Rock legacy Cliff Goodwin takes the stage at Sam’s Mill Fest in Pawtucket
(Pawtucket, RI) Though his drive to Pawtucket is only about an hour, Cliff Goodwin has traveled thousands of hours, and tens of thousands of miles, on his way into town.
Only this time, he is not showing up as sideman for another A-list rocker, he is fronting his own band, and promoting his first even solo release, the self-titled Cliff Goodwin Rhythm & Blues Union.
Guitarist Cliff Goodwin has amassed a four-decade legacy on the rock and roll circuit, having been launched onto the 70s rock scene in full force when his band, the Worcester-based American Standard Band, was selected by English singer Joe Cocker in 1976 as his touring and recording band. Goodwin remained with Cocker for 12 years, playing the biggest stages around the world, and recording some of his biggest hits, like “Leave Your Hat On,” “Shelter Me,” “Fun Time,” and “Up Where We Belong.”
Certainly getting there took chops – and Goodwin has them, big time – but in developing his exemplary skill, Goodwin logged tens of thousands of hours performing.
This began quite early, when his first, Beatles-inspired band formed during seventh grade. In time, he elevated to local-legend status with him hometown band Albatross, and then traveled more widely as a member of the American Standard Band, which signed independently with Island Records in 1978, two years into their stint with Cocker.
Once in the Cocker band, however, Goodwin’s reach became international.
Around that same time, in-between tours with Cocker, Goodwin was tapped by Robert Palmer for the “Secrets” album. Goodwin contributed to one of Palmer’s biggest hits, “Bad Case of Loving You (Doctor Doctor),” as well as “Mean Old World,” and “Under Suspicion” – the latter covered on Goodwin’s new solo release.
He also influenced other great bands, such as the Jon Butcher Axis, which he helped form in the early 1980s. When Goodwin was called back on the road with Cocker, Axis continued on as a trio after being signed by Capitol Records. Goodwin and Butcher have continued to collaborate on recordings and performances up to the present day.
But at some point, Goodwin decided that life at home beat the grind of the road.
“I had spent so much time in Europe with Joe – three or four times a year we’d go – that I knew more about the restaurants and businesses there than I did in my home city,” Goodwin recalls. “I had a decade under my belt performing on the world’s biggest stages: Royal Albert Hall, Carnegie Hall, Sydney Opera House, you name it. But I was missing out on time with my family.”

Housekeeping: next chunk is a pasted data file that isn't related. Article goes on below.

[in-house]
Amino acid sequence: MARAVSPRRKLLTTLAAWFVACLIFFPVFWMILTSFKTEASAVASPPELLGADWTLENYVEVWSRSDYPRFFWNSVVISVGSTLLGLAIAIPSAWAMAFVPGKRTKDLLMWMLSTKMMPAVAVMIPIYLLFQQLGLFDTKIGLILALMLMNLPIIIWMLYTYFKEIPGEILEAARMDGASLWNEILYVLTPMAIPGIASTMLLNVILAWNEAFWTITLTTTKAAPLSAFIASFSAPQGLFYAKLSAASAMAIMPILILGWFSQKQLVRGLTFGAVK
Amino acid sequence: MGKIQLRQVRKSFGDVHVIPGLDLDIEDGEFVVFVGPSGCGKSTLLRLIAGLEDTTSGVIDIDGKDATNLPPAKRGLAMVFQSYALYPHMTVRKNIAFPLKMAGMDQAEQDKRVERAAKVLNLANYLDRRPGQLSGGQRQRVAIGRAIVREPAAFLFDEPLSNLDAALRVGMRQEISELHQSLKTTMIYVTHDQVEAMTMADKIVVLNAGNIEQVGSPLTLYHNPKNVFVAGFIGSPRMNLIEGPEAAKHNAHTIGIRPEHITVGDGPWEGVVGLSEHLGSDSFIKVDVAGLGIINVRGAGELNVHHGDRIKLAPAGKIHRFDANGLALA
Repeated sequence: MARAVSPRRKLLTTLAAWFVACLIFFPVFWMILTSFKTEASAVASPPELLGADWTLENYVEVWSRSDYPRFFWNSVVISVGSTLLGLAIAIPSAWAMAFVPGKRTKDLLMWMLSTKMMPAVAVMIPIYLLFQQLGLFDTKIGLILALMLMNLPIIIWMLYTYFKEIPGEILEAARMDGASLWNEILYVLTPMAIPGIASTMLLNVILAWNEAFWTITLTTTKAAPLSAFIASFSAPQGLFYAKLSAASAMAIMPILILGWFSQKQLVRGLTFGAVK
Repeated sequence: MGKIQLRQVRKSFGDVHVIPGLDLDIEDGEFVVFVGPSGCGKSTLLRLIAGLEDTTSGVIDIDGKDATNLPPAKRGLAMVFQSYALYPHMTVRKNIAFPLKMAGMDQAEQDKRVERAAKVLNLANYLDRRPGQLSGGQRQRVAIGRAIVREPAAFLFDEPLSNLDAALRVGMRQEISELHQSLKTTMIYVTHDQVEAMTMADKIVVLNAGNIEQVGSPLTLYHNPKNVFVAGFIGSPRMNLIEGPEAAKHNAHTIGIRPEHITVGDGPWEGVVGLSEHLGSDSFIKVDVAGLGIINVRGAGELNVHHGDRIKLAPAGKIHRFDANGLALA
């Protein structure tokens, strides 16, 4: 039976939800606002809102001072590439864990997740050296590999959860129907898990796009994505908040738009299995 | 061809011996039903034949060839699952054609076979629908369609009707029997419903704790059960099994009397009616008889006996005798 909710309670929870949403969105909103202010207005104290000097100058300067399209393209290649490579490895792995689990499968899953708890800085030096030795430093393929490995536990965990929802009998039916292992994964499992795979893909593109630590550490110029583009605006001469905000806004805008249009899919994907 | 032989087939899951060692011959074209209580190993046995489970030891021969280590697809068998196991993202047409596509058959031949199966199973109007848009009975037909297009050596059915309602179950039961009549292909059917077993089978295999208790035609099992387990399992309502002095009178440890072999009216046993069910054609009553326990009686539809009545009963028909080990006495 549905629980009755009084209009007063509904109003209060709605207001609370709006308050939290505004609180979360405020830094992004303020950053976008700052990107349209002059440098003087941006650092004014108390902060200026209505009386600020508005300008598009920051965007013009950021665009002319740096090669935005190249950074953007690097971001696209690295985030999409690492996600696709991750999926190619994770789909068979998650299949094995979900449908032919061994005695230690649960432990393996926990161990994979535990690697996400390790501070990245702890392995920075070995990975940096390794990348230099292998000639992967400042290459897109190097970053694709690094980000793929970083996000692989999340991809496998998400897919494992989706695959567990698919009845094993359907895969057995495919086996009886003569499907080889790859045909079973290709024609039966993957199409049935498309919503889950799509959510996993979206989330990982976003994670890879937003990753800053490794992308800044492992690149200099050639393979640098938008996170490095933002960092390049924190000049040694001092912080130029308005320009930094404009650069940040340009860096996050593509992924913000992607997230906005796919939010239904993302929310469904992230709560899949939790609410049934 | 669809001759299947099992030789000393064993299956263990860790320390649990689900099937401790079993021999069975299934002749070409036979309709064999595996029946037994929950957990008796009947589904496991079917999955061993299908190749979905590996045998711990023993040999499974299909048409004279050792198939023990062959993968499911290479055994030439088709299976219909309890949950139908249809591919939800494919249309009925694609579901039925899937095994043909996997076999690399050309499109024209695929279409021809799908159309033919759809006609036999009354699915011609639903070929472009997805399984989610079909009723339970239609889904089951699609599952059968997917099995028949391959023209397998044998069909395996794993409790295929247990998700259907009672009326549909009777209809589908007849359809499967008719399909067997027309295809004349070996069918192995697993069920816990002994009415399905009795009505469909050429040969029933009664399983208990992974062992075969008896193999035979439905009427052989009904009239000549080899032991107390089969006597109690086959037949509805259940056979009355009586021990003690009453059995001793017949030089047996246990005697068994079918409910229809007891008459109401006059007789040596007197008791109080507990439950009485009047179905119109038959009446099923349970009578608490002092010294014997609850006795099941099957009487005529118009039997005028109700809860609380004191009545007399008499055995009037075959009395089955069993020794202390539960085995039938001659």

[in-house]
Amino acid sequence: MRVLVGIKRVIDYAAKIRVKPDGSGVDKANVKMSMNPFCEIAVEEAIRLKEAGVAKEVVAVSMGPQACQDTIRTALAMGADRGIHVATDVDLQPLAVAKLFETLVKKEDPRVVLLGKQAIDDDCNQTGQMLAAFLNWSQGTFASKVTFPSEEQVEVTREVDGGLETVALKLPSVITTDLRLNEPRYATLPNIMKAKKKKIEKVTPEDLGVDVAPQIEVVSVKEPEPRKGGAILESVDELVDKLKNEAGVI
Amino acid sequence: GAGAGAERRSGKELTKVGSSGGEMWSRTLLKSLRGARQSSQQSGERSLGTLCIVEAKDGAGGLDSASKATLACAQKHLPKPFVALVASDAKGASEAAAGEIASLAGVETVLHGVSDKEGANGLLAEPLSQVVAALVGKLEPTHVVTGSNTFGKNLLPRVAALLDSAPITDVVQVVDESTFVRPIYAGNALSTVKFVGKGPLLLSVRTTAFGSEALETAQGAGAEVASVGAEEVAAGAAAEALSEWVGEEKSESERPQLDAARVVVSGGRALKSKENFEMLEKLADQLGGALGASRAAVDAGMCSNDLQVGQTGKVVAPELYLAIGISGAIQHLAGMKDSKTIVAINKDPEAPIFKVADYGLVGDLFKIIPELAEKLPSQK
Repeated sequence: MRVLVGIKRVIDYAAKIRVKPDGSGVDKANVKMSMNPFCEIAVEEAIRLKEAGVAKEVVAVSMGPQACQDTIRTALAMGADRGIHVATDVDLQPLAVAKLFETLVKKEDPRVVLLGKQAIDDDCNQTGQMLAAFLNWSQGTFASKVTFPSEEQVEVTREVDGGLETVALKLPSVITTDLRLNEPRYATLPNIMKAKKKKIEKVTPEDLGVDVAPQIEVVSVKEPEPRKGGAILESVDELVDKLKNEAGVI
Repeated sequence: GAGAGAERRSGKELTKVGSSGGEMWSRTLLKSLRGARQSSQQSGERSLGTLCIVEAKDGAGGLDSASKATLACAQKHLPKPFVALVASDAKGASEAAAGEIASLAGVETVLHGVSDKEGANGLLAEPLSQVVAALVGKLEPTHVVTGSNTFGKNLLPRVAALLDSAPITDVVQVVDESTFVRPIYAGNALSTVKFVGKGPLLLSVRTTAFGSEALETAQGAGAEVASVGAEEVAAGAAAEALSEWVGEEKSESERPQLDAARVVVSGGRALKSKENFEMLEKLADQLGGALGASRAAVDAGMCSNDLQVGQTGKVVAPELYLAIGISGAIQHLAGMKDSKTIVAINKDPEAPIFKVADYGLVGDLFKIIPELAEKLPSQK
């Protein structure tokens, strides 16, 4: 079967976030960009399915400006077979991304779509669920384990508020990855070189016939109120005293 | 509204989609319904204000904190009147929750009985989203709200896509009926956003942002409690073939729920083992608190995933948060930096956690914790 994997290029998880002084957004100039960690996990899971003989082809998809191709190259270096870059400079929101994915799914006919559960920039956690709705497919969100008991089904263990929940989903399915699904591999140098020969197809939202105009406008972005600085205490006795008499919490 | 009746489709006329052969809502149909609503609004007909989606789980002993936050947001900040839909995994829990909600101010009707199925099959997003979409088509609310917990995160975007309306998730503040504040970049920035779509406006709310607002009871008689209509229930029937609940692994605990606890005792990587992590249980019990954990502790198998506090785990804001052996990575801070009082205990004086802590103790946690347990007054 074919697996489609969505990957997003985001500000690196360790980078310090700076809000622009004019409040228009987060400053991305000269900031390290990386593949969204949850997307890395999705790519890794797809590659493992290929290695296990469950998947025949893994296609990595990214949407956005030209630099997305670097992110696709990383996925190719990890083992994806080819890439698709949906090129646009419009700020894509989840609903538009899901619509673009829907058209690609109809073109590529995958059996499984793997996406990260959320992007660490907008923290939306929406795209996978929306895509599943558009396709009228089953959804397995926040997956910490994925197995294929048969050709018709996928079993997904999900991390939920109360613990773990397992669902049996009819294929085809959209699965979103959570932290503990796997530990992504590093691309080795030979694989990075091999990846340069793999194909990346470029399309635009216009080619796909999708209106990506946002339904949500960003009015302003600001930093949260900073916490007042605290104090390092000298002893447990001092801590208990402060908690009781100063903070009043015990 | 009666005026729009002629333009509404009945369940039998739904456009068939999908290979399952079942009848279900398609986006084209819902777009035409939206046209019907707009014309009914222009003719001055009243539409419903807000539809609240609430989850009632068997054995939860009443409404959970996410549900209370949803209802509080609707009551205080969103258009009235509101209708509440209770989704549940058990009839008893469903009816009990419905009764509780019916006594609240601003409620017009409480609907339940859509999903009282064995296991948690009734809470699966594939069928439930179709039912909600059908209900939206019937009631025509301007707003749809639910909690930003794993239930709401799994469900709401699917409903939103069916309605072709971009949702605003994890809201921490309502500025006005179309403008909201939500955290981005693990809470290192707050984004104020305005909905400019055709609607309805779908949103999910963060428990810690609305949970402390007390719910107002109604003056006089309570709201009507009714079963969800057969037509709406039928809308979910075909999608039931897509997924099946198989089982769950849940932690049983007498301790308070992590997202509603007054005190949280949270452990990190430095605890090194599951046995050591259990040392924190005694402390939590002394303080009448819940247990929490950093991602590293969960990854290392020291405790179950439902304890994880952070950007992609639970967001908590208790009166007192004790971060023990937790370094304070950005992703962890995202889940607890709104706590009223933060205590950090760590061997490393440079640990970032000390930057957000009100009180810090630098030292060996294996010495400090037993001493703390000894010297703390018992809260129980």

So now for Goodwin, it has become more about loving life, having fun, playing with musician friends, and enjoying the intimacy of smaller venues and audiences.
Or is it?
While he may have sworn off touring in the 1990s, nearly two decades later, Goodwin arguably has gotten the bug, fueled by a lifetime of music, and perhaps a dose of nostalgia.
In early 2016, Goodwin and former Cocker Band battery mate Deric Dyer discussed their shared hope to do something to celebrate Joe Cocker’s legacy following the singer’s death in 2014.
Shortly thereafter, thanks to the limitless reach of the World Wide Web, the pair were introduced to another singer in the UK, Elliot Tuffin.
Tuffin, it turned out, had a lifelong devotion to the music of his fellow country man, Joe Cocker, and had spent years mastering his performance of the Cocker songbook.
After locating the singer in London, Goodwin and Dyer formed the band Mad Dogs Unchained – a nod to Cocker’s Mad Dogs and Englishmen album - and took the band on a month-long tour of Europe, releasing a CD and a live DVD along the way. They are setting up an American tour for later this year, and plan on being back in Europe in 2019.
So, where does recording his own album fit into the schedule for this 65-year-old rocker?
Goodwin has always been an in-demand session guy, but doing so for other artists pursuing their dreams, or hoping to cut that next huge hit.
Finally, it was his time.
In 2015, he starting talking to colleagues about a desire to make his own recording, a project that would include a number of respected musicians with whom Goodwin had worked over the years.
Working with bassist and producer David Hull, and Grammy Award winning engineer Ducky Carlisle, Goodwin and friends laid down the tracks for his first ever solo album, Cliff Goodwin Rhythm & Blues Union, released in the spring of 2018.
Goodwin plays lead, slide and acoustic guitars throughout, and sings lead vocals on half of the material. Hull, Cocker-band alum Mitch Chakour (keyboards), and Marty Richards (drums) round out the core ensemble.
Guest artists include many collaborators, past and present, including Dyer, Butcher, harmonica player and singer James Montgomery, former Cocker back-up singer Ann Lang, singers Megan Wolf and Renee Dupuis, and several others.
Still, that’s not all there is in Goodwin’s full story to date. He can also be found in the “smaller” venues of New England performing with the Mohegan Sun All-stars, SNL band veteran Christine Ohlman, and a band of his longtime Worcester friends, The Silverbacks.
“It’s not about the size of the joint, it’s about doing what you love. And I have been blessed beyond belief to make a living doing just that, surrounded by friends and family, here at home.”
Cliff Goodwin Rhythm & Blues Union headline Sam’s Mill Fest at Old Slater Mill National Historic Landmark, 67 Roosevelt Avenue in Pawtucket, Rhode Island on Sunday, August 26. Admission is free. Signed copies of the new CD will be available at the event. “Sax” Gordon Beadle, Bobby Keyes, and Western Caravan feat. Dave Hansen also perform. For more information, visit slatermill.org.